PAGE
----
What Are Mountains of the Moon?
What Are Mountains of the Moon? The Mountains of the Moon, or the Rwenzori mountain range, forms an eighty-mile long backbone on the frontier of Zaire and Uganda in East Africa, and extends northwards to within 70 miles of Lake Albert. Little-known and less frequently climbed, the 120km-long Rwenzori range, on the border of Uganda and the Democratic Republic of Congo (DRC), isn’t as high as Kilimanjaro but requires greater technical skills and endurance.
The name Rwenzori means “rainmaker” and the mountain can be notoriously muddy and tiring to climb. Rwenzori national park, nine hours’ drive west of Kampala, offers crowd-free hiking and a sense of wilderness absent on Kilimanjaro. Springing from the bottom of a rift valley, it reaches a height of 16,794 feet with Margaret Peak.
The name “Mountains of the Moon” is a very ancient one, for Herodotus, Aristotle and Claudius Ptolemy all had vague ideas that the source of the great River Nile lay in some far distant mountains, the fabled “Mountains of the Moon”, the silver peaks whose glistening snows fed the lake sources of the Nile.
However, it was not until 1888 that the Rwenzori Range was first discovered for the Western world by the great American explorer Henry Morton Stanley, and climbed for the first time in 1906 by the Duke of Abruzzi. Several earlier explorers had camped within the area, but had been defeated by heavy rainfall.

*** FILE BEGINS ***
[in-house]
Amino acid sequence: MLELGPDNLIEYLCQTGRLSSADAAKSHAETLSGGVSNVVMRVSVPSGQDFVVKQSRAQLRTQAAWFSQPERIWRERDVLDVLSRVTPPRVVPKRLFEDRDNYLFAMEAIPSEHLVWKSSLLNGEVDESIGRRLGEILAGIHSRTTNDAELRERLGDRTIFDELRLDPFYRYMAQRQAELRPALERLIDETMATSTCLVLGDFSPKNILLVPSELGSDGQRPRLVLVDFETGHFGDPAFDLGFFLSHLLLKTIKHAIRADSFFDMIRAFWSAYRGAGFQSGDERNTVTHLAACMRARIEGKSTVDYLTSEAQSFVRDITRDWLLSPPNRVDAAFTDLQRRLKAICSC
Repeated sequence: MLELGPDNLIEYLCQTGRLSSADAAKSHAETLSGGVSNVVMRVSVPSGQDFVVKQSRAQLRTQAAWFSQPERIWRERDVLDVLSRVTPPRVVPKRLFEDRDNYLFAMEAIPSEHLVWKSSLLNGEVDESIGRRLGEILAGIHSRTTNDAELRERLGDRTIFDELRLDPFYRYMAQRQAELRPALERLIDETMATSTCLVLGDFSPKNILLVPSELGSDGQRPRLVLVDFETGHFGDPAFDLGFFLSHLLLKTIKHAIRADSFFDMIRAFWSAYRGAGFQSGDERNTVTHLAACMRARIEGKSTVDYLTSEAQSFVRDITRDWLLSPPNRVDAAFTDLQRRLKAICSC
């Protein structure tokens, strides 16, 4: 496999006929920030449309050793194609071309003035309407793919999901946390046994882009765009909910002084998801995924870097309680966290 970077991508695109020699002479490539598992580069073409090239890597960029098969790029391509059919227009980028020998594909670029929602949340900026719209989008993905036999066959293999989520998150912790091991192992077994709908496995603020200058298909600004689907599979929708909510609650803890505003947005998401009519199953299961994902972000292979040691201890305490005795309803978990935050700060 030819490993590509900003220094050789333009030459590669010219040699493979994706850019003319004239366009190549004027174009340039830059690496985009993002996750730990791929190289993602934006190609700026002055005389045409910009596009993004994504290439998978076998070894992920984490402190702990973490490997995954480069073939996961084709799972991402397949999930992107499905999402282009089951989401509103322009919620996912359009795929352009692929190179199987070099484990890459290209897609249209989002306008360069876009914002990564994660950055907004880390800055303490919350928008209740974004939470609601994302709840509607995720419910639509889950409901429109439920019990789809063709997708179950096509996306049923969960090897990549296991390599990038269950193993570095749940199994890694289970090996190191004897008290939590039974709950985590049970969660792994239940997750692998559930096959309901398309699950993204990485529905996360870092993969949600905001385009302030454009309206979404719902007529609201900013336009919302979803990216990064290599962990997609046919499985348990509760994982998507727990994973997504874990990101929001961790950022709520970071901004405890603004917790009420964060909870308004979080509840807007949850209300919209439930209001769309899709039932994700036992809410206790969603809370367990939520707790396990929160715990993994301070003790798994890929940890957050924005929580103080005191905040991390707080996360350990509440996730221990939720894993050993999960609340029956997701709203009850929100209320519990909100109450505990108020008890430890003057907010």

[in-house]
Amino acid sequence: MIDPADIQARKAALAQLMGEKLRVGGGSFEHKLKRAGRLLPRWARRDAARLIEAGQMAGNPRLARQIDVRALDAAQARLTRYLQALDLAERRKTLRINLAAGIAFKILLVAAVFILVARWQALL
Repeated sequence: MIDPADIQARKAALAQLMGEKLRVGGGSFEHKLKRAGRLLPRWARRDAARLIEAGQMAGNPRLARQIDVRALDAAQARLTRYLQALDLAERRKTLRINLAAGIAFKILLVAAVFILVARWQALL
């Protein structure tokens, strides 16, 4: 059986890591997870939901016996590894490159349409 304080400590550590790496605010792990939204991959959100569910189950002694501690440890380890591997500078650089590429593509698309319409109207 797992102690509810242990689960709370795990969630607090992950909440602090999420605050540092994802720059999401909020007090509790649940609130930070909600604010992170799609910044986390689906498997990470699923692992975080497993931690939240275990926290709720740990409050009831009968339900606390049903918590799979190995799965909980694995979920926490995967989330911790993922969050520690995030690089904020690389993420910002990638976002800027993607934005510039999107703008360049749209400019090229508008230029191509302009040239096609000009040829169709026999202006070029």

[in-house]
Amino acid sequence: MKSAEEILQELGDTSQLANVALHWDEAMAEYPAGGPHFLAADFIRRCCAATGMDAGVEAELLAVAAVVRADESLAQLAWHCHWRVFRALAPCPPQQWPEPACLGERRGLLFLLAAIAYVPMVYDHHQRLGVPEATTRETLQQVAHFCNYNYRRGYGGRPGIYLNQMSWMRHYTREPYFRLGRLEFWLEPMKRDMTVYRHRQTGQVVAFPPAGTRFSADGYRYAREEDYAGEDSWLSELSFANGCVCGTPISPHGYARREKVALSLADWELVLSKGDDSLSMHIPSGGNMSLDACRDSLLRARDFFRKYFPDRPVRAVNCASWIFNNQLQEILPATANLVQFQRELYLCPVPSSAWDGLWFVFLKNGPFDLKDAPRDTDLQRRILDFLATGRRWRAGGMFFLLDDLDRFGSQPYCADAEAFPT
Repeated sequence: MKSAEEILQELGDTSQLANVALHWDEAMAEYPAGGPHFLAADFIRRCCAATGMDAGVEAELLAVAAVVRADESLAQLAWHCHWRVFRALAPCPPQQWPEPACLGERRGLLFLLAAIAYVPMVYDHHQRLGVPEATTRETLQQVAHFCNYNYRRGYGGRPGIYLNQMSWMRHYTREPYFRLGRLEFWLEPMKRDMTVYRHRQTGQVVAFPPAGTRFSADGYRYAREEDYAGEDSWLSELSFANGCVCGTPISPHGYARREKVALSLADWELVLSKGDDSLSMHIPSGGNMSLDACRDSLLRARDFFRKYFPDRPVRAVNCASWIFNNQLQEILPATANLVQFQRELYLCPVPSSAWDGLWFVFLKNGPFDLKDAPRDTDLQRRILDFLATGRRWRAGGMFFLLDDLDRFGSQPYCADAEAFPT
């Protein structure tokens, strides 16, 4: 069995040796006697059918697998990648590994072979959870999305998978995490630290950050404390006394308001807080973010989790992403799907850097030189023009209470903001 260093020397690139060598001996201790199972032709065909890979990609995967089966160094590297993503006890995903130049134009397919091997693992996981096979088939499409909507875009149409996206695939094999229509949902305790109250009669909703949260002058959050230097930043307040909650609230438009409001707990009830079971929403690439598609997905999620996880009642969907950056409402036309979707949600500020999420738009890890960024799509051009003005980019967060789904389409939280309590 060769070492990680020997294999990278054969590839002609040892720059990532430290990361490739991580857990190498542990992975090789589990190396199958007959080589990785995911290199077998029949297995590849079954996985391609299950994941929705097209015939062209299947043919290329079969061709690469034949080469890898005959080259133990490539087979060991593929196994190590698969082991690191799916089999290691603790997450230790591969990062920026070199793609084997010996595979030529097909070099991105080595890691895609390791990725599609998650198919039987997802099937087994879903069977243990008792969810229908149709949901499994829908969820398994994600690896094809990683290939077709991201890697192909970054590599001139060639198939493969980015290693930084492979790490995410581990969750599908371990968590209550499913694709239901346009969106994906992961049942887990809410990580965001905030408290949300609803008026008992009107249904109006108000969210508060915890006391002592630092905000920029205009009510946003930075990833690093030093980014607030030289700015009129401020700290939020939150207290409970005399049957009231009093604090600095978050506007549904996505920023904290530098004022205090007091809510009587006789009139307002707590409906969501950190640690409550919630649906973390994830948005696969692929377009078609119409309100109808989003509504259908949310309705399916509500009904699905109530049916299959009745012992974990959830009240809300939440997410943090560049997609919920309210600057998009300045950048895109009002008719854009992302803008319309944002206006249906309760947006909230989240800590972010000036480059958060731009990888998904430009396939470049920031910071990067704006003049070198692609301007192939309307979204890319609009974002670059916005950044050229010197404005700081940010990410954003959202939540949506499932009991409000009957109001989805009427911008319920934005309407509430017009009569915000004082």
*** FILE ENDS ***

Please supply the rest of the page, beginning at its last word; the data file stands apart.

Photographer Vittorio Sella took a number of photographs of the Rwenzori Mountains during the late 19th and early 20th centuries, documenting the retreat of the range’s glaciers. Sella’s photographic work is conserved at the Museo Nazionale della Montagna in Turinand at the Istituto di Fotografia Alpina Vittorio Sella in Biella, both in Italy. The Makerere University, Uganda, also has a selection of his images.
The first traverse of the six massifs of the Rwenzori Mountains was done in 1975, starting on 27 January and ending on 13 February. The traverse was done by Polish climbers Janusz Chalecki, Stanisław Cholewa and Leszek Czarnecki, with Mirosław Kuraś accompanying them on the last half of the traverse.